CBD- Current Legal Status
Posted on July 10, 2014 by Jeffrey FeilerFlorida's "Compassionate Medical Cannabis Act of 2014" ("the Act") went into effect on July 1, 2014. The law will authorize five nurseries around the state to grow strains of cannabis that have a low percentage of THC and a relatively high percentage of cannabinoids, especially CBD. Although the law does not completely legalize medical marijuana, it does allow patients with limited medical conditions access to CBD cannabis extracts that are manufactured in the state.
Extract oils containing CBD occupy a very particular legal niche. CBD extracts are technically legal in the United States, and a patient does not need to live in a state where medical marijuana is legal to use them. Growing cannabis to produce CBD oils, however, is still illegal at the federal level, and in states where medical marijuana is illegal.
CBD's legal status stems from a press release published by the Drug Enforcement Agency on October 9, 2001 stating, "If [a] product does not cause THC to enter the human body, it is a noncontrolled substance that may lawfully be sold in the United States." Despite issuing the press release, the DEA continued to ban hemp products if they contained trace amounts of THC. The Ninth Circuit Court of Appeals addressed the discrepancy in Hemp Industries Association v. Drug Enforcement Agency, where it held that "non-psychoactive hemp is not included in Schedule I," and that "[t]he DEA has no authority to regulate drugs that are not scheduled[.]"
While hemp products, including oils containing CBD, are legal in the United States, the oils on the market usually do not contain the levels of cannabinoids that are beneficial to patients with seizures and other medical conditions. The Act will bring quality and consistency to the market by allowing different varieties of low-THC cannabis to be grown within the state of Florida.
With the Act now in effect and Amendment Two on the November ballot, Florida residents will have the opportunity to legally use medical marijuana as a treatment option. In the past twenty years, however, Florida courts have allowed some patients with no other treatment options to use medical marijuana by recognizing medical necessity as a defense.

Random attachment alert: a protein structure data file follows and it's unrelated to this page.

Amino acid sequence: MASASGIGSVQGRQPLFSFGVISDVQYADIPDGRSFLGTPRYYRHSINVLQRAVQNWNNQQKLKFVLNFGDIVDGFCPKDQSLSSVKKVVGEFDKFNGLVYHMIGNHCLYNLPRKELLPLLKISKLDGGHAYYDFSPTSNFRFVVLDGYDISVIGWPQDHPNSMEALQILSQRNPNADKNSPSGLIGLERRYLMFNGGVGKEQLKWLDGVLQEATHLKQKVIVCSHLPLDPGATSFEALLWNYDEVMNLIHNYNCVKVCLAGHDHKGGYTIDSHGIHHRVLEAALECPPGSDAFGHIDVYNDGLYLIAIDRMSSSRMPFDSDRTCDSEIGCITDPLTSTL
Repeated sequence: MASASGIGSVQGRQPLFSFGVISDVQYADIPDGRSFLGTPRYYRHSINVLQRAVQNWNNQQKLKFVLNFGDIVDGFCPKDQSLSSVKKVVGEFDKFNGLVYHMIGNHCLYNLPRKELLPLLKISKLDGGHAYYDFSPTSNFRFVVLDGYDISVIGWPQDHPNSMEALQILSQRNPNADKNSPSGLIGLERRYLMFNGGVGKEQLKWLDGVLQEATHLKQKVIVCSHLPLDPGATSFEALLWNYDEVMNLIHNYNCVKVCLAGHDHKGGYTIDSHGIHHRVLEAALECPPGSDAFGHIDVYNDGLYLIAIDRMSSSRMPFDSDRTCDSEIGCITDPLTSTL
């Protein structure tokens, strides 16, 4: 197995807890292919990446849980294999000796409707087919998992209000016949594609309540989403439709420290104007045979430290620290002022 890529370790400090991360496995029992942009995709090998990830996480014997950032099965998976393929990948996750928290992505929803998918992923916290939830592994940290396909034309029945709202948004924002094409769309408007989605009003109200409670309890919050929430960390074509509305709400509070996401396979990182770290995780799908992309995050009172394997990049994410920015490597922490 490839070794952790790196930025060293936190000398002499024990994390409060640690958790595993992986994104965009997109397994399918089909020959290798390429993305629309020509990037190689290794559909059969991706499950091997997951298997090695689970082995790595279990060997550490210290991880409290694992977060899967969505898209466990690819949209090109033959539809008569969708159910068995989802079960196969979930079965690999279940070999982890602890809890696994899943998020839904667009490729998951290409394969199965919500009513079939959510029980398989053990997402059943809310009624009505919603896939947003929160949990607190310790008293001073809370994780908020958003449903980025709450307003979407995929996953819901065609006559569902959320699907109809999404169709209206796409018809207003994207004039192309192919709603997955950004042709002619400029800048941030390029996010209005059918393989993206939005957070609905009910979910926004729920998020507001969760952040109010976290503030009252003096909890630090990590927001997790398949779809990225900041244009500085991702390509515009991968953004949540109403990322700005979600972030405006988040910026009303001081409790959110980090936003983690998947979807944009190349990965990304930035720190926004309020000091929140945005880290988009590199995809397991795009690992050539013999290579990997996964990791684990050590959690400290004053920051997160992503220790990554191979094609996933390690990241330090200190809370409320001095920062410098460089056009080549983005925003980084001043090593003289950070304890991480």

The necessity defense allows someone charged with a criminal offense to be excused from the crime if complying with the law will bring a greater harm than violating it. For the necessity defense to apply in Florida, the defendant must establish that:
(1) The defendant reasonably believed under the circumstances that an immediate emergency or danger existed which threatened significant harm to the defendant or another person;
(2) The defendant did not intentionally cause the emergency or danger;
(3) The defendant had no way to avoid the emergency or danger except by committing the crime charged; and
(4) The harm that the defendant sought to avoid by committing the criminal act must outweigh the harm caused by committing the criminal act.
There have been three landmark cases in Florida where courts have applied the necessity defense to medical marijuana. In State of Florida v. Musikka, which was decided in 1989, a lady in Broward County asserted the medical necessity defense at trial after being charged with cultivating six marijuana plants. The woman testified that she was suffering from glaucoma and had already lost sight in one eye. The woman's doctor testified that without marijuana, she would go blind. The judge found that the woman was not guilty because her marijuana use was excused under the medical necessity defense.
In Jenks v. State of Florida, the First District Court of Appeals reversed the conviction of a husband and wife charged with growing marijuana because there was sufficient evidence in the medical necessity defense. The Jenks Court reasoned that marijuana's classification as a Schedule I controlled substance did not preclude the medical necessity defense for marijuana cultivation. The First District Court of Appeals again upheld the medical necessity defense in Sowell v. State, even after the legislature removed language in section 893.03(1)(d) of the Florida statutes saying that "the legislature recognizes certain substances are currently accepted for certain limited medical uses in treatment in the United States, but have a high potential for abuse."
Until voters decide to fully legalize medical marijuana in November, Floridians with particular medical conditions, such as epilepsy, will be allowed access to medications containing CBD. Some Floridians with no other treatment alternatives, however, may assert the medical necessity defense in court if charged with a marijuana related offense.